What to do when you receive a surprise medical bill
What to do if you receive a surprise invoice
Even with the new law in place, experts say it’s still important for policyholders to be careful when reviewing their medical bills. After all, with around 10 million surprise bills sent out each year, a few cases could “fall through the cracks,” Hoadley says. “I think that at the end of the day this should be a situation where the consumer just doesn’t have to think about it, but at first it probably won’t be for everyone,” he adds. .
First of all, it’s important to know the difference between a surprise bill when it comes to the new law and a bill that’s surprisingly more than you expected. Plans with high deductibles or coinsurance can still generate high bills, so find out what your insurance covers and be aware that if you have a high deductible you will need to pay it off before cost sharing begins.
“You could be running out of $ 2,000 for a medical procedure that’s completely in the network, that’s a totally appropriate bill, you just haven’t hit your deductible,” Hoadley says. “So it’s a surprise, but it’s not what we call a surprise bill in the case of this law.”
Second, know what to look for: Duffy says surprise bills usually come from a group of doctors or a lab, for example, and not necessarily from the hospital or healthcare facility where you received care. So if you notice a separate bill from your hospital bill, “this is when you want to take a closer look,” she says. Compare this invoice to the explanation of benefits sent by your insurer and see if there are any discrepancies. An invoice that suggests that you owe a balance greater than your co-payment or your expected deductible in the network is a red flag.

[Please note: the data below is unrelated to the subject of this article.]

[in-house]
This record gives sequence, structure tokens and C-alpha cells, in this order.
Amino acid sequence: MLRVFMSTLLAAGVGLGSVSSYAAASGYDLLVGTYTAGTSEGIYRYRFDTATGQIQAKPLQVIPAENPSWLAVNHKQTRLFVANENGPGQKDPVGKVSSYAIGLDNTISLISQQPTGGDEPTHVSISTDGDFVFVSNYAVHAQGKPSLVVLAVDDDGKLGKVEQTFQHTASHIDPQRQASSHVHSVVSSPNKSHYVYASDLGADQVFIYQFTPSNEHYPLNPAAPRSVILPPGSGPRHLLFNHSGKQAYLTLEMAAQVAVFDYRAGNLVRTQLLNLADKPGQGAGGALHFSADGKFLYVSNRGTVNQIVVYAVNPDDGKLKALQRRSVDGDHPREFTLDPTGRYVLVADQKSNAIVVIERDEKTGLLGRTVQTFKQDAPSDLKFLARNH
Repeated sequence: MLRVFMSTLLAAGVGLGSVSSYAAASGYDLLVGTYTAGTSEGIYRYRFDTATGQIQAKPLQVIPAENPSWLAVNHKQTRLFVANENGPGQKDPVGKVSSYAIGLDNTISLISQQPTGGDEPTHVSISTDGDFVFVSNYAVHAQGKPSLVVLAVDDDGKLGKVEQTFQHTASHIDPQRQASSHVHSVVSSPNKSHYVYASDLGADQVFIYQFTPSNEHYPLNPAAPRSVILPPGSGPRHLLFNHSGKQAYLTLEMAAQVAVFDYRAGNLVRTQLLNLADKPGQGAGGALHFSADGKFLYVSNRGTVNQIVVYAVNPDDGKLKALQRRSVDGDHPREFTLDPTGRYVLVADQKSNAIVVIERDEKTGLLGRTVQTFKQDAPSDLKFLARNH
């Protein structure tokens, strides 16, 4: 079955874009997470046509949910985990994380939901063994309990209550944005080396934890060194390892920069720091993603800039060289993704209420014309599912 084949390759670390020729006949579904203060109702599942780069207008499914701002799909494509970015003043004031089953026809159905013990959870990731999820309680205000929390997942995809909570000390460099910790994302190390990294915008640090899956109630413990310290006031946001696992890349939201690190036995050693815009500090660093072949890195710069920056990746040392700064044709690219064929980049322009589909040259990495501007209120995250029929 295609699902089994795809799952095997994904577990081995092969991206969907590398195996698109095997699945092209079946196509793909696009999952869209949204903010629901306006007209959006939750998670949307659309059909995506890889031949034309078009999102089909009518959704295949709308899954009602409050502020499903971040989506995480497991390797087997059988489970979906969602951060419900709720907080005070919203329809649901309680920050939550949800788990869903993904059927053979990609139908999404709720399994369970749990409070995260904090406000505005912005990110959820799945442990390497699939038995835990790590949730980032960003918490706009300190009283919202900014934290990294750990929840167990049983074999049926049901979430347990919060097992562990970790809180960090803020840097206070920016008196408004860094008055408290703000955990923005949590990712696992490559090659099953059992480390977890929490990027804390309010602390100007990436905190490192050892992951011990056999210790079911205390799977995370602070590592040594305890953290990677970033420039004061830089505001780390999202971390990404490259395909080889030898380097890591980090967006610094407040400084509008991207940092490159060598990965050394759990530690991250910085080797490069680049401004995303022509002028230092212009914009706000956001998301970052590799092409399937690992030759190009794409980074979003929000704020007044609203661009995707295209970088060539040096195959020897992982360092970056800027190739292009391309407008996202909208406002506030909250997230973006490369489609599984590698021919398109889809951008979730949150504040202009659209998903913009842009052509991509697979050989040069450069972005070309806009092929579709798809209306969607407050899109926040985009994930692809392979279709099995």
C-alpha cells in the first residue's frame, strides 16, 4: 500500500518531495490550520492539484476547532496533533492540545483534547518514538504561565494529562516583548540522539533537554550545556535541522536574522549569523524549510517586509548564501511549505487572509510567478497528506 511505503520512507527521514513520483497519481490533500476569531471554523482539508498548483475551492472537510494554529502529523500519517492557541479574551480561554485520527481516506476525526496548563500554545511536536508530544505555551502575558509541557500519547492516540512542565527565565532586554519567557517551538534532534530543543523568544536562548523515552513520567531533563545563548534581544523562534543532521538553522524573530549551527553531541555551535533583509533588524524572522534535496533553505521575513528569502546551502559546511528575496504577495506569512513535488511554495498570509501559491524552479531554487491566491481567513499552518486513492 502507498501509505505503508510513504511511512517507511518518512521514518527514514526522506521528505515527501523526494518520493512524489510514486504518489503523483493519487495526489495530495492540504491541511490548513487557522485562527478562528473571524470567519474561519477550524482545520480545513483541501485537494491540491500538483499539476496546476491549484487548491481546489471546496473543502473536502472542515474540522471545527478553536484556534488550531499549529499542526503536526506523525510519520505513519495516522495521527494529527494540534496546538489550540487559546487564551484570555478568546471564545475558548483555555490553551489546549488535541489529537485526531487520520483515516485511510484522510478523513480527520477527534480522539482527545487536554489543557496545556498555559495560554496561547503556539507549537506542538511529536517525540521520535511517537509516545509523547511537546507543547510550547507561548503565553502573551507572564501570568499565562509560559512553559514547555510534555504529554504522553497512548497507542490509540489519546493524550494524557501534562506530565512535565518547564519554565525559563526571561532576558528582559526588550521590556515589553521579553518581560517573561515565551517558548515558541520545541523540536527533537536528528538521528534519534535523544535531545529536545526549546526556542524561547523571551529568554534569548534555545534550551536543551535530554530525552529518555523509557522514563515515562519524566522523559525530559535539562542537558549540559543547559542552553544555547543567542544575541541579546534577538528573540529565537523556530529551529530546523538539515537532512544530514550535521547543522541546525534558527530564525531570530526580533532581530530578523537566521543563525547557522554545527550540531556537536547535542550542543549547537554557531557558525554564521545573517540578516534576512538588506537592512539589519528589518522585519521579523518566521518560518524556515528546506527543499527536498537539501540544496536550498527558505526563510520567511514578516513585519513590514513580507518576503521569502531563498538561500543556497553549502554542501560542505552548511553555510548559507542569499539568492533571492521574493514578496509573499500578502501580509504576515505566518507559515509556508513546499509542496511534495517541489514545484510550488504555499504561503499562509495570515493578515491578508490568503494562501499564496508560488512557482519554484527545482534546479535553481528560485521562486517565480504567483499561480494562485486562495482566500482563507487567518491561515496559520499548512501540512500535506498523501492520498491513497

If you think you were wrongly billed for your care, call your insurer first. You can also call the supplier for an explanation – it could just be the result of a billing error. If you still don’t get your questions answered, the Department of Health and Social Services has a new complaint system for surprise bills; the No Surprises Helpdesk number is 800-985-3059.
And don’t forget: the new protections come into effect on January 1, so it is possible to receive a legal surprise bill after this date for a treatment that was administered before the entry into force of the law.
Patients who wish to receive elective care from a health care provider who is not part of their health insurance plan network – for example, they wish to schedule a knee replacement with a specific orthopedic surgeon – will be able to still do so under the new law, by way of a waiver. This waiver must be signed prior to the procedure or appointment; the patient should also receive a “good faith estimate” of the cost of their care. “But you can never be asked to sign this type of waiver for an auxiliary supplier.” [like an anesthesiologist or surgical assistant] under the No Surprises Act, ”says Duffy.
Another thing to note about the new law is that it does not cover ground ambulance transportation, a common source of surprise medical bills, although several states have laws prohibiting off-grid ambulance charges. So it is always possible to get a high bill for your trip to the hospital. You may also have to pay unforeseen charges if you are transferred from one hospital or healthcare facility to another using an off-grid ambulance.
If you find yourself in a non-emergency situation where you or a family member can confirm the status of an ambulance company network in advance – for example, if a patient is transferred from a hospital to a nursing home – it’s a good idea to do this, says Duffy. “There are still areas where we must be vigilant,” she adds.
Finally, pay attention to where you receive the treatment. These new protections only apply to care provided in hospitals, hospital outpatient departments and outpatient surgery centers. They do not apply to non-emergency services provided in other facilities such as birthing centers, clinics, hospices, addiction treatment centers, nursing homes and many nursing homes. emergency, explains KFF. Patients will want to check ahead to make sure their healthcare provider is considered part of the network before seeking care at these facilities.
Hoadley also advises patients to inquire about the state of the imaging center network if they are referred to one by a primary care physician, to avoid unforeseen charges.
Rachel Nania writes on health care and health policy for AARP. Previously, she was a reporter and editor for WTOP radio in Washington, DC. A recipient of a Gracie Award and an Edward R. Murrow Regional Award, she also participated in a Dementia Research Fellowship with the National Press Foundation.